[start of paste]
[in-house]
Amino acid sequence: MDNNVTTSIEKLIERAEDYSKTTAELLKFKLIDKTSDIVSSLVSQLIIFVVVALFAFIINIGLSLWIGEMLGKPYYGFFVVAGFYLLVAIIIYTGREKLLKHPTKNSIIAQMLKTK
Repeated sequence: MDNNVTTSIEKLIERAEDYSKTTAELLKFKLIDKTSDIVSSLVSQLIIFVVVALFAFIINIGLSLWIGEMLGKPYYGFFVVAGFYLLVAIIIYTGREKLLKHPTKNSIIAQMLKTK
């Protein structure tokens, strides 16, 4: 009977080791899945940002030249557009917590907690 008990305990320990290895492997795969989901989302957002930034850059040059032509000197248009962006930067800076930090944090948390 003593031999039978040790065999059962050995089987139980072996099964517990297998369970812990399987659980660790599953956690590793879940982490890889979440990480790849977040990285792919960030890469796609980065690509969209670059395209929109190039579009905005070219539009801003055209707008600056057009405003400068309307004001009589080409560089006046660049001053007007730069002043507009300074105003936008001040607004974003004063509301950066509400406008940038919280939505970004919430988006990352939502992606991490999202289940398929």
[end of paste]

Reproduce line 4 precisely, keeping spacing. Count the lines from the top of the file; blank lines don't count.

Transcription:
């Protein structure tokens, strides 16, 4: 009977080791899945940002030249557009917590907690 008990305990320990290895492997795969989901989302957002930034850059040059032509000197248009962006930067800076930090944090948390 003593031999039978040790065999059962050995089987139980072996099964517990297998369970812990399987659980660790599953956690590793879940982490890889979440990480790849977040990285792919960030890469796609980065690509969209670059395209929109190039579009905005070219539009801003055209707008600056057009405003400068309307004001009589080409560089006046660049001053007007730069002043507009300074105003936008001040607004974003004063509301950066509400406008940038919280939505970004919430988006990352939502992606991490999202289940398929």